Geoffrey’s Merlin, a combination of the young and prophetic Ambrosius in Nennius’s history and the prophet Myrddin who figures in several Welsh poems, first appears in a book known as the Prophetiae Merlini (The Prophecies of Merlin), which was written about 1135 but then incorporated as Book VII of the Historia. This book contains the prophecies made by Merlin to Vortigern, which foreshadow not only the downfall of Vortigern but also the rise and fall of Arthur, events subsequent to the end of the Historia, and events of the obscure future. (2-n.p.) The Saxons, who had been converted to Christianity, conquered the ancient county of Somerset in the 7th Century. Their King was Ine of Wessex, who was widely regarded as one of the most important figures in the history of the Abbey. He was a local man who boosted the status and income of the Abbey, and it is said that he put up a stone church, the base of which forms the west end of the nave. The Abbot of Glastonbury, St. Dunstan, who became the Archbishop of Canterbury in 960, enlarged this church in the 10th century. In 1066, the wealth of the Abbey could not cushion the Saxon monks from the disruption caused by the foreign invasion and subsequent conquest of England by the Normans.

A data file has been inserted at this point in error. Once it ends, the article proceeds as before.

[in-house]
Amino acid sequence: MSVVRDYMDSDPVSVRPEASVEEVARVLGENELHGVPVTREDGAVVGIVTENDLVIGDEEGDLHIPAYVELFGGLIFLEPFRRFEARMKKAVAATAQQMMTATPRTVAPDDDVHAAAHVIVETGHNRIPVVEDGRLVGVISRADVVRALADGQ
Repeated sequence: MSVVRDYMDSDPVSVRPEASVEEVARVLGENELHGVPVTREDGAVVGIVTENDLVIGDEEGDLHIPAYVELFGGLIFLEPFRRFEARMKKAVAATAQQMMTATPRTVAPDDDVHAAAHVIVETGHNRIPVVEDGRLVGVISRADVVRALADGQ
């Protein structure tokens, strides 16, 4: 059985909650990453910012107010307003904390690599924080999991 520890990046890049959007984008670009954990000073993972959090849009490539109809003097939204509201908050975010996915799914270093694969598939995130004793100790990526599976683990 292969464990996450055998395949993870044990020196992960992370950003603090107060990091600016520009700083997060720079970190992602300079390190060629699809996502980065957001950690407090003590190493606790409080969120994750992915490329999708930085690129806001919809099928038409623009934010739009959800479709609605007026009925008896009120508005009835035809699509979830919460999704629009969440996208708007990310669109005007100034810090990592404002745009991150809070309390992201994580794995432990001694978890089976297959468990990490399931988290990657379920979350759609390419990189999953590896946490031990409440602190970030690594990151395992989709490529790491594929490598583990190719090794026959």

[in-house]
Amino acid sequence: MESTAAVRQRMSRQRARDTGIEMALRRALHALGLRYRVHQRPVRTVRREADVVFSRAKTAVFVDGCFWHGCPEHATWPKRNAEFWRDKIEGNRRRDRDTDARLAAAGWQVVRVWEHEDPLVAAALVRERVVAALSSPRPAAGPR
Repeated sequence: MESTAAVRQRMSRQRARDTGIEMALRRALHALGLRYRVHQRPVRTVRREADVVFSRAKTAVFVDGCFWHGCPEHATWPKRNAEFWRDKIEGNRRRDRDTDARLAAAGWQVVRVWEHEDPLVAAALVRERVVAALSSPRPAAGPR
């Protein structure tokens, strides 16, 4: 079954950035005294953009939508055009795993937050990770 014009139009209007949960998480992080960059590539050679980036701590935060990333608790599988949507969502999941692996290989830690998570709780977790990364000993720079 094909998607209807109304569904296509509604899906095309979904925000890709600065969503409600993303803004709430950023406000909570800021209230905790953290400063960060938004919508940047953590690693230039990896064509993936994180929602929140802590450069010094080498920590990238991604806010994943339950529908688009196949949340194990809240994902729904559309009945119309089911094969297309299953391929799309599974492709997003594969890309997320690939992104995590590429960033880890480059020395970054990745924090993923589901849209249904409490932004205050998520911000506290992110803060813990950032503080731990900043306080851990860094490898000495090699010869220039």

Glastonbury is a small town about 125 miles or 220 km west of London it is full of myth and legend. In ancient times, Glastonbury lay in a triangle with the enormous stone circles of Stonehenge and Avebury – between them they formed a world energy-point. Great circle lines go from Glastonbury to many sacred centres worldwide. Glastonbury has long been a pilgrimage place, attracting travelers from far and wide. It was a pilgrimage place in Druidic times (2,000-2,500 years ago) and further back in Megalithic times, 4,000 years ago. A prominent site in town is the Glastonbury Tor (tor means rocky hill or peak). The Tor has many legends connected to it. Many say that it was the location of King Arthur’s stronghold.